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Workers’ obesity costs employers

<p>The facts about workplace obesity are tipping the scale: by 2010, 45 per cent of North America’s working individuals are expected to be obese, up from 37 per cent in 2005.</p>

More sick days, higher insurance costs are result, physiologist says




JIM MONE/ASSOCIATED PRESS FILE PHOTO


This file photo shows researcher Dr. James Levine of the renowned Mayo Clinic, whose team developed an alternative to the traditional cubicle workstations that combine a computer, desk and treadmill into one unit.



The facts about workplace obesity are tipping the scale: by 2010, 45 per cent of North America’s working individuals are expected to be obese, up from 37 per cent in 2005.


If overweight individuals are added to the mix, that’s 65 per cent of Canadian workers and 75 per cent of American workers with an unhealthy body weight.


Thomas Gilliam, an exercise physiologist, says while firms may feel their employees’ weight is a touchy subject, they shouldn’t be afraid to confront the issue. “If you’re obese, I can look at you and know it,” he says, “and [business leaders] need to deal with it because it’s such a cost item for them.”




Thomas Gilliam, author and exercise physiologist.



Those extra business costs can range from lower productivity and sick days to increased health insurance costs and even heavier-duty equipment.


Gilliam, who co-authored the book Move it. Lose it. Live Healthy: Achieve A Healthier Workplace One Employee At A Time, discovered the above workplace obesity trends in a study of 96,000 new-hire applicants in North America. By calculating the Body Mass Index (BMI) of these individuals, Gilliam noticed the pool of new-hire workers was getting heavier and heavier each year.


Automation is the most significant contributor to workplace obesity, Gilliam says. With more and more corporations using computers, physical activity has been factored out.


“Factory workers who once had physically demanding jobs now sit and monitor consoles that do the job for them,” he says.


In his studies, Gilliam came across companies that had to purchase reinforced, heavy-duty chairs to support their staff, as well as ladders and safety harnesses with increased weight limits.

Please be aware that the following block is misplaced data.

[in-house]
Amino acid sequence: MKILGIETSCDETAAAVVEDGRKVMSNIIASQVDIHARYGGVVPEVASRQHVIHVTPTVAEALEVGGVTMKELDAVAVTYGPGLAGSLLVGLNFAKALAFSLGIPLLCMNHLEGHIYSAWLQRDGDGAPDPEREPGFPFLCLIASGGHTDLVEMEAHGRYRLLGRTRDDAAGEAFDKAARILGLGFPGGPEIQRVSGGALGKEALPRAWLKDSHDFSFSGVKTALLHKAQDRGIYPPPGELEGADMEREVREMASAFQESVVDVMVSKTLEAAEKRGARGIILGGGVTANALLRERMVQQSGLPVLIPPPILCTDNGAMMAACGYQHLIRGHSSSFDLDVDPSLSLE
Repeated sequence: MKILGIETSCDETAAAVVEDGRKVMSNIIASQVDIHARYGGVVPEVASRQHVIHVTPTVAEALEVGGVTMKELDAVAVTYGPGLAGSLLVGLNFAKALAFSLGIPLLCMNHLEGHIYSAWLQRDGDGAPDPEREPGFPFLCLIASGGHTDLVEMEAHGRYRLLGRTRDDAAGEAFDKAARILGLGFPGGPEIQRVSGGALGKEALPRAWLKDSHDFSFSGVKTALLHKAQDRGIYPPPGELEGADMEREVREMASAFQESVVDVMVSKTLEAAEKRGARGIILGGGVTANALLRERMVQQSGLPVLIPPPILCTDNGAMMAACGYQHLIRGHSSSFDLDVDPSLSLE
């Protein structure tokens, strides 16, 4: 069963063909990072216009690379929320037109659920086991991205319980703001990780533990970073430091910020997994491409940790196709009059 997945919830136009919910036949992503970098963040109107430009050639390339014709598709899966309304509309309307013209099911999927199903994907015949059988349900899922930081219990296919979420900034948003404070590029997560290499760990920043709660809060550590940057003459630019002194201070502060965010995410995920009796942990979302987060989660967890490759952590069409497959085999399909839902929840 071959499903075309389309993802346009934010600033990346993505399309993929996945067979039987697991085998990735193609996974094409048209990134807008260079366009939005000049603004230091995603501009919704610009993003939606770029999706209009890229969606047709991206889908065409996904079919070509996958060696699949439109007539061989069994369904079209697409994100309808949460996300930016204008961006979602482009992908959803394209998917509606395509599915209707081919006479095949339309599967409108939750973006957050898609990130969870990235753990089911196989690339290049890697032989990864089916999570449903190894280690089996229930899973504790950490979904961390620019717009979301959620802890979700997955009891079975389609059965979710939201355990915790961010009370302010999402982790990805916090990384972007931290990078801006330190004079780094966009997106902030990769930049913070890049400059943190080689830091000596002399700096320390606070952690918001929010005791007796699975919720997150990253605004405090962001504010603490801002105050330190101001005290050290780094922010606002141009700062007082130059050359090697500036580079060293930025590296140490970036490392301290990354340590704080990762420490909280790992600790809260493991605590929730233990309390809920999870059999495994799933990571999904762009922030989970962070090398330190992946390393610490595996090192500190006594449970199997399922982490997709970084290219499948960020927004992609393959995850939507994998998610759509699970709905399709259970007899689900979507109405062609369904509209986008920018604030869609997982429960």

But reinforced equipment isn’t the only cost to corporations. Since obesity can be linked to a variety of health problems, firms can suffer from lower productivity due to workers taking more sick days. Gilliam says this also results in higher medical bills, and thus higher insurance costs for the employer.


In his book, he offers a number of solutions to curb obesity in the workplace, which he believes should be mandatory for all workers. Replacing caffeinated drinks with water and walking during breaks are minimal changes that will have lasting effects, he explains.


“Downtown Toronto has the advantage of office towers that are all connected by tunnels,” he notes. “No matter what the weather, Torontonians can be walking indoors yearround.”


Offering monetary incentives for weight loss is a definite way to gain an employee’s healthy commitment. Gilliam suggests offering fitness memberships followed by an extra $1,000 to those who achieve healthy blood pressure, sugar levels, and a BMI of less than 30 by the end of the year.


For more information on workplace obesity, including an obesity cost calculator, visit www.healthybodyweight.com.


 
 
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